I was slowly becoming aware of the real reason for my resistance to coming out—a hopeless addiction to a cozy life in the dominant culture.

Most can't see it, but being in the majority is fun. It feels good to be in step with all that cultural power. Being in the dominant culture was my key into lots of locked doors, and the idea of letting go of that scared the hell out of me.

I didn't want to be different. I had no experience with that. That was for other people. 

Our culture has an ideal male archetype—wealthy, fit, attractive, smart, funny, cultured, accomplished—and with enough work, I knew I could achieve it.

And I also knew what was NOT part of that archetype:


You've never seen a big action movie with a kick-ass, gay protagonist.

You've never seen a gay superhero (well...except these two).

They don't exist because gay is not part of the American ideal of heroic masculinity. 

Raising my hand voluntarily and choosing to be forever different was a big obstacle to me coming out. I wanted no part of it, and to admit that I was gay was the ultimate admission of different-ness, of minority-ness. I was holding on very tightly and didn't want to let go. 

Where I grew up in north Alabama, we have lots of wildlife—whitetail deer, bobcats, coyotes, turkeys, wild pigs, poisonous snakes, and even the occasional migrating bear.

We also have squirrels—lots of squirrels. They are very common and quite unremarkable. They're so common, you rarely even notice them, scurrying around and gathering nuts.

Rabbits, on the other hand, are more unusual to see in the wild. It was always special seeing a rabbit, a novelty.

They're more rare. They can't climb, so I assume that makes them more edible to predators which forces them into hiding. 

When I was a kid, there was one house near our neighborhood that, for whatever reason, always had bunnies in the front yard. Every time we drove by, I'd look hard out the window of my mom's minivan, straining to see if I could spot some rabbits.

Even now, it's still special to see a wild rabbit. A few weeks ago, I spotted one in a friend's backyard at dusk and nearly broke a sweat chasing it with my iPhone. 

The funny thing is, rabbits and squirrels aren't really that different. They're both small, furry herbivores that live in wooded areas.


Squirrels = majority.

Rabbits = minority.

Truth be told, I'd always felt like a squirrel, like I could blend in and be like the dominant culture.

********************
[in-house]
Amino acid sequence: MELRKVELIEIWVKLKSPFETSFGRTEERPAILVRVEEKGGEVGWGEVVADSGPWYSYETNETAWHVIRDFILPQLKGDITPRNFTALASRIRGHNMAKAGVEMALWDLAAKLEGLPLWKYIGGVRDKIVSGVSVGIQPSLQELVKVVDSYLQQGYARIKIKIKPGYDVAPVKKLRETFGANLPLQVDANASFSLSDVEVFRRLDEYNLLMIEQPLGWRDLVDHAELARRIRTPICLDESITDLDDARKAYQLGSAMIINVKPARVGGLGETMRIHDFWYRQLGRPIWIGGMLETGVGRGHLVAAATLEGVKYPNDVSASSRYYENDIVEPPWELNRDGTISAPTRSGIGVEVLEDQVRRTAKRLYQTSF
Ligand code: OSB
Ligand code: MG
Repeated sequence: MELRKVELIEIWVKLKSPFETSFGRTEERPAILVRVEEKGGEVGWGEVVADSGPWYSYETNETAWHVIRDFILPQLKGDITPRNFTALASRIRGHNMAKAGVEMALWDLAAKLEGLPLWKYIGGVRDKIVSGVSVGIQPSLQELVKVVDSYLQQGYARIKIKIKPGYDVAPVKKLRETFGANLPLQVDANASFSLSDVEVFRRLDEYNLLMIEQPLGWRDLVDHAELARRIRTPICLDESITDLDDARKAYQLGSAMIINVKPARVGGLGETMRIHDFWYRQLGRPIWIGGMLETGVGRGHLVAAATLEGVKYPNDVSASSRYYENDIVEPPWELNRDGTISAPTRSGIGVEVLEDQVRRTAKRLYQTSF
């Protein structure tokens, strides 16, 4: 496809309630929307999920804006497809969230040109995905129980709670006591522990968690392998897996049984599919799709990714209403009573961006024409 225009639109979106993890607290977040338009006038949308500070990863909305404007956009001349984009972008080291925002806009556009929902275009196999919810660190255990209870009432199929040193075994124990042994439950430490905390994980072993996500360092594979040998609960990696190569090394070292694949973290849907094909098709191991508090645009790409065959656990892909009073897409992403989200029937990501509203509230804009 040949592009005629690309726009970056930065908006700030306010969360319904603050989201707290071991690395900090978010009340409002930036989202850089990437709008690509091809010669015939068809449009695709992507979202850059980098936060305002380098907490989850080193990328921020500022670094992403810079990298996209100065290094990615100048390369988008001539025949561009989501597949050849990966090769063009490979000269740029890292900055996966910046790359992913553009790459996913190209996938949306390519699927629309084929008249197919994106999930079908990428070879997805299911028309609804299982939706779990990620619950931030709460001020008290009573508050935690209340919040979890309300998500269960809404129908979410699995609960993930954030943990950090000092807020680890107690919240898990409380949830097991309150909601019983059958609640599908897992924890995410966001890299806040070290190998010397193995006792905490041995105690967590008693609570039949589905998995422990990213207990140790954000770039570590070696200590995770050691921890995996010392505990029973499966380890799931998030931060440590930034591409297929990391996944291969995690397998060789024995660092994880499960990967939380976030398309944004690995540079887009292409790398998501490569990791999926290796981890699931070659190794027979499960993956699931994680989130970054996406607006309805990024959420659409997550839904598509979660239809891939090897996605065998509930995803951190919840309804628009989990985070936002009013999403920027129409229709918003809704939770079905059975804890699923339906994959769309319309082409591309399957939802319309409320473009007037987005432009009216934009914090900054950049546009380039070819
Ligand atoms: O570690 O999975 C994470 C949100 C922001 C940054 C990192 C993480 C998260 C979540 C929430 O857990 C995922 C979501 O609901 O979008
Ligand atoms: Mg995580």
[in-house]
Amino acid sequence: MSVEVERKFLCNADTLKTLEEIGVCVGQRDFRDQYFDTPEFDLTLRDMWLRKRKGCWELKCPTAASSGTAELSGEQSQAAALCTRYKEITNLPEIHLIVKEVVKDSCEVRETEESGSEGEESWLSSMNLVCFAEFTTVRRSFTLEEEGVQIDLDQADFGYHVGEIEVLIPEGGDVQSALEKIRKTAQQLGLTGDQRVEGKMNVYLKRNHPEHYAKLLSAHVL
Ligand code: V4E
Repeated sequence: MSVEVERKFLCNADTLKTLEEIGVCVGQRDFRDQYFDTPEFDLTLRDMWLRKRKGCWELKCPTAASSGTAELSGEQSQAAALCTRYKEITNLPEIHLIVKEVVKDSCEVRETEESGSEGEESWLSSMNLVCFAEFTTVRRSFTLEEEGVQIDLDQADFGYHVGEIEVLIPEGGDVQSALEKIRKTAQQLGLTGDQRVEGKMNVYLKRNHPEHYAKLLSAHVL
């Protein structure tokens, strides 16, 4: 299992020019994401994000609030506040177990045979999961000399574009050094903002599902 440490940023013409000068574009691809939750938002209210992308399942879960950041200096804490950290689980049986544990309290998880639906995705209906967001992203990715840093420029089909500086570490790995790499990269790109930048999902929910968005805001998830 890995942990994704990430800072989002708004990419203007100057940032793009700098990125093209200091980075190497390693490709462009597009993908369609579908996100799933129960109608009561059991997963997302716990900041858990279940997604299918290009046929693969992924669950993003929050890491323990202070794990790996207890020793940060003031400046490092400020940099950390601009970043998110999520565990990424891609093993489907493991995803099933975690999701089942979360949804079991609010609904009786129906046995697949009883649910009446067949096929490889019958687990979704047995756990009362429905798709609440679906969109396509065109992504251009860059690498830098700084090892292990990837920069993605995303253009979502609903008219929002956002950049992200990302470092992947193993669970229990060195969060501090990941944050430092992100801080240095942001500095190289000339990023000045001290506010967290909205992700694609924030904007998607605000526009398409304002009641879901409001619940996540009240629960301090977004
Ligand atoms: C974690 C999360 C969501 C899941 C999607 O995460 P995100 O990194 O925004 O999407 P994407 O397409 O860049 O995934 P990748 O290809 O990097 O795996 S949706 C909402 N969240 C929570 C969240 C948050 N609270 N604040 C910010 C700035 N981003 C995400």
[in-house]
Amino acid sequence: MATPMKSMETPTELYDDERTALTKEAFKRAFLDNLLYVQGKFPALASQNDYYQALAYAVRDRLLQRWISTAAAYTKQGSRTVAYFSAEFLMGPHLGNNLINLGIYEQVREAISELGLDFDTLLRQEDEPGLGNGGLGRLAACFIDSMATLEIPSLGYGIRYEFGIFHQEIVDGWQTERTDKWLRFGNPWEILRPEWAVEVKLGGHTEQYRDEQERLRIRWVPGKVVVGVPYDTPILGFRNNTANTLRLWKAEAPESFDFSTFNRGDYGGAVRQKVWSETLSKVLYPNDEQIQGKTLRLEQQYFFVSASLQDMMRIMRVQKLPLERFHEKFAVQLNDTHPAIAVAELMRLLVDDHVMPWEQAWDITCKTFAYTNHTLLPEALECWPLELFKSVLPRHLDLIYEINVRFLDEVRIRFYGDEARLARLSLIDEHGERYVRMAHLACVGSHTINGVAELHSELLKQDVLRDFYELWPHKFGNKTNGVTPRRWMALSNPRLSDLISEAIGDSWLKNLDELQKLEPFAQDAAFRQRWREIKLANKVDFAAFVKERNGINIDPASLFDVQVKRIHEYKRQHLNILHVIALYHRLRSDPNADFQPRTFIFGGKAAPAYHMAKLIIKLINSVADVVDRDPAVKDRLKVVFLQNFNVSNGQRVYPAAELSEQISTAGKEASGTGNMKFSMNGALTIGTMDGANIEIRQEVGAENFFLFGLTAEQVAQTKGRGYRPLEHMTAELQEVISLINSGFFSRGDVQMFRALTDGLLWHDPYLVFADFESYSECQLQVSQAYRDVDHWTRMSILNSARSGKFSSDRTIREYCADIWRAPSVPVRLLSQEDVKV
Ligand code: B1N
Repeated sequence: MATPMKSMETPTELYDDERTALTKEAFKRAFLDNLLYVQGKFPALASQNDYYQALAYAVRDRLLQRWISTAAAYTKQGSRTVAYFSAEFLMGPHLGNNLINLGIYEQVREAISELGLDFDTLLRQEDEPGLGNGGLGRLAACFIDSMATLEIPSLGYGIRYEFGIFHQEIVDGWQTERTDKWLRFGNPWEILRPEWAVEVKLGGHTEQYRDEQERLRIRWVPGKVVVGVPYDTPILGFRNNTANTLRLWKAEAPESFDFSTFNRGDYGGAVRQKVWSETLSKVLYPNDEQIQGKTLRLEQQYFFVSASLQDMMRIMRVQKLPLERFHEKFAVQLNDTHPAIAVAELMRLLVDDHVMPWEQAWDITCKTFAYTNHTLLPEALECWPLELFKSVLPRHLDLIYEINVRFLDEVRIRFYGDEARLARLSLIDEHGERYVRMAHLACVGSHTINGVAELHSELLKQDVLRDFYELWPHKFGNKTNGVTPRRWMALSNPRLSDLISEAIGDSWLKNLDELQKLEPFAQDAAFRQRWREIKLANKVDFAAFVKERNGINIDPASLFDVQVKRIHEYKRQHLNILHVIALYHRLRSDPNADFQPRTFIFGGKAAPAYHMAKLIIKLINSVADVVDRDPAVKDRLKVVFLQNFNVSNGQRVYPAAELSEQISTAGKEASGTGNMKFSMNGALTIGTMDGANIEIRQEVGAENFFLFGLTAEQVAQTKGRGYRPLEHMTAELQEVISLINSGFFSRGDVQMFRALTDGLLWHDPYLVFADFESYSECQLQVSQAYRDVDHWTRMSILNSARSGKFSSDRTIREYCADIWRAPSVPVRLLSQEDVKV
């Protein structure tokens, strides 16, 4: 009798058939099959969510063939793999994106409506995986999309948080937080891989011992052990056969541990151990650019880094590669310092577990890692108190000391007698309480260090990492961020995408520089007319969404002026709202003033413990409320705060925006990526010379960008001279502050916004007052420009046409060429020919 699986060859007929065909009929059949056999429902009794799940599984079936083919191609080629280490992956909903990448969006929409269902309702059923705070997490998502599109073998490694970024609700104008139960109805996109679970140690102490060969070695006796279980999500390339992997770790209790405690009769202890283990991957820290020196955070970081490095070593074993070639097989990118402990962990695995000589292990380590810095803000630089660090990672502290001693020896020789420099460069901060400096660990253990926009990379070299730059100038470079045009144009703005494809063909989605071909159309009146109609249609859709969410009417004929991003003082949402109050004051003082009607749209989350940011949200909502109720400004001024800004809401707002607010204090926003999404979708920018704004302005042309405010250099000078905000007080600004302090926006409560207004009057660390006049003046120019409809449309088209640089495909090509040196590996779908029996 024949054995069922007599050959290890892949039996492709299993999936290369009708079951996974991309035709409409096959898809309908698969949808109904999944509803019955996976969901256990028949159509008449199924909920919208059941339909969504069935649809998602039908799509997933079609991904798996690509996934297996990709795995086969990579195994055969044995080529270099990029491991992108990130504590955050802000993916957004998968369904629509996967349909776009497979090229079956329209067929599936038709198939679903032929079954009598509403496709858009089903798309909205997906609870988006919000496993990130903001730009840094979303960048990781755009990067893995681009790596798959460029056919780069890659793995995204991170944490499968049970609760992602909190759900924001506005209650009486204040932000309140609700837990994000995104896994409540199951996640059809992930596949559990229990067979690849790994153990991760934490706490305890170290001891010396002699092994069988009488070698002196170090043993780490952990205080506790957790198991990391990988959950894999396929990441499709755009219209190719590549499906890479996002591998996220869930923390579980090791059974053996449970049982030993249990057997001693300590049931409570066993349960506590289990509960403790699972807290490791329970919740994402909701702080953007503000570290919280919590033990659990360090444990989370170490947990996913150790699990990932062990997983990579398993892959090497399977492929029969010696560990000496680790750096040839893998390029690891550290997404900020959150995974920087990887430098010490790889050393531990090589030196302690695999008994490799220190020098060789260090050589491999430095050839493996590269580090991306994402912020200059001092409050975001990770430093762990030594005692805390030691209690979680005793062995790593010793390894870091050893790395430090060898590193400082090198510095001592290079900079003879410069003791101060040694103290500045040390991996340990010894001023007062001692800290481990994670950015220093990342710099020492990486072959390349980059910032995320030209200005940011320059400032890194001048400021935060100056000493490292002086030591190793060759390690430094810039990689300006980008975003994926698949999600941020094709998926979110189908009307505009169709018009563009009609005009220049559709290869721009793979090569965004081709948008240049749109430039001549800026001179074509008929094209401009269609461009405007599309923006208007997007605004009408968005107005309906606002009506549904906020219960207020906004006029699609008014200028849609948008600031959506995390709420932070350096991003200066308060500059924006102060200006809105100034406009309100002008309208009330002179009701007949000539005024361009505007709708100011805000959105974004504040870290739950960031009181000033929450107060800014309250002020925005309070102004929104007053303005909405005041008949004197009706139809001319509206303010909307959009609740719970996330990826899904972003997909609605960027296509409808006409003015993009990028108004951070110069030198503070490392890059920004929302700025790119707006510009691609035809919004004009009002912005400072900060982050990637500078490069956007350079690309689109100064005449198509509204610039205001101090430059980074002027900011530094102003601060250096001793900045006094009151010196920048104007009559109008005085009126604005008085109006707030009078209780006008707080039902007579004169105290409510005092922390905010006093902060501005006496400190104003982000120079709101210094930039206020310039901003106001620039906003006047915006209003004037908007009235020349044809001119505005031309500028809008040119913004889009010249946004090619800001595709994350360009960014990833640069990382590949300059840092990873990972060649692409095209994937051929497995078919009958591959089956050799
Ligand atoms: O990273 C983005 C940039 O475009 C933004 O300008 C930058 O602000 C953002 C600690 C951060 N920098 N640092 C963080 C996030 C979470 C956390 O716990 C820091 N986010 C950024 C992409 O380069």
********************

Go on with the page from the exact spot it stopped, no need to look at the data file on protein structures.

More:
It sounds strange, but it feels good to go through life unnoticed, to go through life without feeling like there's a spotlight on you.

It feels good knowing everyone is NOT looking at you.

No one wants to be a novelty. No one wants to be the kid in the locker room that everyone is pointing and laughing at. 

This is one of the subtle benefits of life in the dominant culture. I'd always just been one of the guys. I did all the things squirrels do, and I made everyone think I was a squirrel. But I felt like a rabbit.

And I didn't want that.

I didn't want to be different. I didn't want to be gawked at by some kid in a mini-van. I didn't want to deal with whispered rumors of, "Do you think he's a rabbit?". I just wanted to be "normal"...whatever the hell that meant. 

Looking back, I see this for what it was:  Nasty nasty pride.

And the irony here is that the Bible mentions homosexuality about six times while mentioning pride over 100 times. I'm no Biblical scholar, but that seems like a lot of warning flags. While that counselor had pointed out the fear living inside of me, I now was aware of its sibling, Pride, that was in there too.

And so I began to think about that, to pray about it.

I wrestled with the question of why the gay thing was so apocalyptic to me. Why was I scared to come out of the shadows? Why was I so scared of being labeled as gay? And did that make me homophobic?


For the first time I began to wonder if this—all of this—was about more than sexuality.

I began to wonder that maybe I'd been focused on the wrong thing all along.

I began to wonder if this was more about the junk I'd been ignoring, than the one glaring thing that had consumed me for so long.

And maybe—just maybe—if I could find some peace there, I could find peace everywhere... 👊


B.B.P.S. - During the original writing of BBP, I put down this BBP rumor

All photos by Sterling Graves. Copyright Blue Babies Pink & Sterling Graves. 

B.T. Harman is the creator of Blue Babies Pink, a Southern Coming Out Story in 44 Episodes.

B.T. is a consultant, writer, and speaker living in Atlanta's historic Cabbagetown neighborhood. He was previously a vice president for Booster, an Atlanta fundraising company, where he helped the organization raise $150 million for elementary schools.

B.T. is passionate about storytelling, leadership, good design, Seth Godin, SEC football, Chick-fil-A, Taylor Swift, archaeology, European Travel and CS Lewis.

B.T. also serves on the boards of directors for Beloved Atlanta and the Alpha Tau Omega Fraternity.

To learn more about B.T., visit his personal site at btharman.com